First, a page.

While we have combined teams where it is necessary, the lines are clearly drawn. We’ve got different offices on different floors, and access cards of each offices are different. For people who want to catch up, they need to come up to the fourth floor where we have the common (corporate) office.
Merging brands is something we have to think of over time, but this is not that point of time. Tomorrow, from three agencies we may become two, but that’s something we’re not talking about now.
Looking back, what was the thinking behind getting a specialist (they were known as a tourism specialist) agency like Beehive?

I disagree with that assessment of it being a ‘tourism specialist’ agency. Sanjit Sastri’s approach has been sector-specific. He develops sector expertise and then goes behind the sector - like food, retail. Calling Beehive a tourism specialist agency is like calling Capital an auto specialist agency. Yes, they have one large client in that sector, but they have others too. People called Ambience a beauty agency once! It’s not an unfair tag but it’s not true.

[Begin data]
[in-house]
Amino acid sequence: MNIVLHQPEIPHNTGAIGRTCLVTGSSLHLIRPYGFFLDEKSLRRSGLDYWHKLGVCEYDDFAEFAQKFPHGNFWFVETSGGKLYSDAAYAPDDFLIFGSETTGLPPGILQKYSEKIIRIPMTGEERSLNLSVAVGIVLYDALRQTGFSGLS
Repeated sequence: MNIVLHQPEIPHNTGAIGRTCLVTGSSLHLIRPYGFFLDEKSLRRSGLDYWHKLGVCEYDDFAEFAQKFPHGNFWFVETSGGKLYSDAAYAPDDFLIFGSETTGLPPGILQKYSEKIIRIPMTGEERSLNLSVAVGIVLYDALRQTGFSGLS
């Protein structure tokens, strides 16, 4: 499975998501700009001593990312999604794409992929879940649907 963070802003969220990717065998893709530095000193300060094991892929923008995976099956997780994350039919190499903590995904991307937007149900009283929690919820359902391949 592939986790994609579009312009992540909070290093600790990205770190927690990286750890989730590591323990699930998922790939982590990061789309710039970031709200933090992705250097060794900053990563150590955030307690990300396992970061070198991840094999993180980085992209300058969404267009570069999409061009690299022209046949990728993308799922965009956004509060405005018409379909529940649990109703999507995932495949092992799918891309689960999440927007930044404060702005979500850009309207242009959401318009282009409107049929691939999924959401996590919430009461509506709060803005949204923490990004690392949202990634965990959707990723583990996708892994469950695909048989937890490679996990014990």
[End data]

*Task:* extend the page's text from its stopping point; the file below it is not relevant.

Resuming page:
As it is, when an wholly owned Indian agency becomes part of any globally listed group, just on the financial compliance it’s a rough ride no matter how well you’re running your agency. When we looked at Beehive, we saw three or four things. First, for us, much before we saw the P&L, was the chemistry. We saw whether they’ll thrive under our system.

Another thing to look at is what to acquire. We could have acquired something large with no strategic reason. What would happen then is that it’ll be managed until the initial promoters are around.

Thirdly, their P&L made sense.

Last, but not the least, you can’t acquire something that has such large conflicts, that it would lose businesses or you would.

When we looked at Beehive, in Sanjit and the team, we saw the entrepreneurial spirit we have in this agency. This organisation is not about top-down. You’re left to do it yourself after a point; and obviously, we’re there to help with whatever you want.